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- Map Boundaries
- Map Features
- High Flood Risk
- Moderate Flood Risk
- Minimal Flood Risk
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- Quality of Life
- At-Risk Populations
- Social Vulnerability Index
- Overall Social Vulnerability
- Socioeconomic Status
- Household Composition and Disability
- Minority Status and Language
- Housing and Transportation
Flooding in the Midwest has cost billions of dollars in Missouri, Nebraska, and Iowa and interrupted thousands of lives. Residents that live along the flooded rivers have been forced to evacuate. As spring rains and snowmelt continue to inundate the region, the flooding is predicted to continue and potentially worsen through May.
Putting aside the great cost to infrastructure and agriculture, what people will be worst affected by these floods? Identifying and locating vulnerable populations, like the elderly and those lacking transportation, is important to not only saving lives, but making sure limited resources are used to their best ability.
As we’ve recently discussed, certain populations have less ability to anticipate, manage, and recover from natural disasters like this, due to factors like poverty, household composition, age and disability, language barriers, poor housing, and lack of transportation options. These are referred to as “socially vulnerable populations”, and can be identified using the CDC’s Social Vulnerability Index (SVI). There are different types of social vulnerability, and the CDC has indicators to analyze which ones are most prevalent in an area.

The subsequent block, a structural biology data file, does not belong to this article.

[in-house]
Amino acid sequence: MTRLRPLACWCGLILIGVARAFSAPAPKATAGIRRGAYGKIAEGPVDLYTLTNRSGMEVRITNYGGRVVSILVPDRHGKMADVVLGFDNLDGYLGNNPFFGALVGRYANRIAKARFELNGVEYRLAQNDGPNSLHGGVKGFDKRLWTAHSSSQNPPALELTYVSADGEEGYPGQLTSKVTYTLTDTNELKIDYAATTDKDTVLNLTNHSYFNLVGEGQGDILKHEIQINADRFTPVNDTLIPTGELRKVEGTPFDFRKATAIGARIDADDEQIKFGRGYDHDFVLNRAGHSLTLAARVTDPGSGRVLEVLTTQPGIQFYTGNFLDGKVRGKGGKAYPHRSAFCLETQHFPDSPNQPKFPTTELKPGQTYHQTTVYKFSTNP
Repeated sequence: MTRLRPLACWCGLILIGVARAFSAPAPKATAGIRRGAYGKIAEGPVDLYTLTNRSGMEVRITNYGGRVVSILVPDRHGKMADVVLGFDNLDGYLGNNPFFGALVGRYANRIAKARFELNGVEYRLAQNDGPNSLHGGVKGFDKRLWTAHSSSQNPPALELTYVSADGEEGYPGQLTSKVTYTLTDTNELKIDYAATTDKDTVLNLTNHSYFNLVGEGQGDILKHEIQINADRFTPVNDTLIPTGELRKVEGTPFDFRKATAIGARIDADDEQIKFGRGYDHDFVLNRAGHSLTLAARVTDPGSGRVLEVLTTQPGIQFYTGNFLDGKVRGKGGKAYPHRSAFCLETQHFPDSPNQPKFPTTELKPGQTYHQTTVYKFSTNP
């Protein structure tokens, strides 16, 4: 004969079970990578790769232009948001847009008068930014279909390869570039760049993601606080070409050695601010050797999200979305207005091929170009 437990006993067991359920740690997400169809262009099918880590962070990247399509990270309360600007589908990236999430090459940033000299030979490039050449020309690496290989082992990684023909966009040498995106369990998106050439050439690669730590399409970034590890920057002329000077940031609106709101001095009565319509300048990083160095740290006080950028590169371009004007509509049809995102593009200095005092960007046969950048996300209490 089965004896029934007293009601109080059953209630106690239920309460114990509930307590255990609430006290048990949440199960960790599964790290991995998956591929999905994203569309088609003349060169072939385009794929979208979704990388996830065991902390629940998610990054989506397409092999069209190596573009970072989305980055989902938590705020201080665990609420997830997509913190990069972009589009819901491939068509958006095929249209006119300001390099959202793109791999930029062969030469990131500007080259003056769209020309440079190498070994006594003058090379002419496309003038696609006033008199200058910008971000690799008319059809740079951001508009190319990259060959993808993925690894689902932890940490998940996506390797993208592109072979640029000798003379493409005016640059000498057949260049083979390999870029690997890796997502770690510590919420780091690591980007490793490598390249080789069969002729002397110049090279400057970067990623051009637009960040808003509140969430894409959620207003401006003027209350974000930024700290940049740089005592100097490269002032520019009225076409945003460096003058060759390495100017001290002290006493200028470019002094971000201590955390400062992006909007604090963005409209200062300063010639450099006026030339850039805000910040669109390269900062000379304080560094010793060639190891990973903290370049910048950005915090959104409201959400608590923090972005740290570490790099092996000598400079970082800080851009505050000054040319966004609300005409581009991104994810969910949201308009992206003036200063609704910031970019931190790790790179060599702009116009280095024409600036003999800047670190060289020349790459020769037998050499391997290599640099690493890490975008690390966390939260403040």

Socially vulnerable populations don’t necessarily live in areas susceptible to disasters like floods, but when they do, they’re often in need of special considerations during evacuation and recovery.
The area around Council Bluffs, Iowa, was significantly affected during the March flooding. Looking at a map of the area, much of the area around the Missouri River, is at high or moderate flood risk. Within that floodplain, there are areas of high overall social vulnerability that would require extra assistance before, during, and after flooding.
The social vulnerability in Council Bluffs is primarily due to three factors: socioeconomics, household composition and disability, and housing and transportation issues. (Social vulnerability due to minority status and language is also a concern, but less than the other factors.)
Importantly, different SVI factors are present in different parts of the city. At the center of Council Bluffs, officials need to consider the socioeconomic challenges of recovering lost property; to the northwest and southwest, special measures need to be taken to evacuate disabled and elderly populations; and to the west and south, buses may be needed to evacuate crowded households with limited transportation access.
Also important to note, Omaha, across the river, has high social vulnerability levels, but is less prone to flooding. Should flooding extend to those areas, officials there should pay attention to those communities.
Norfolk, Nebraska, another area hit by flooding, also has high and moderate SVI levels. Crucially, the eastern section of the town, where many of the evacuations took place, has particularly high housing and transportation vulnerability, with other factors being lesser concerns. Officials may not need to focus their resources on the poor and disabled, or on economic recovery, but rather on providing housing and transportation during the evacuation.
As another round of flooding hits the Midwest, this data is available in affected cities to help officials target efforts where they’re most needed.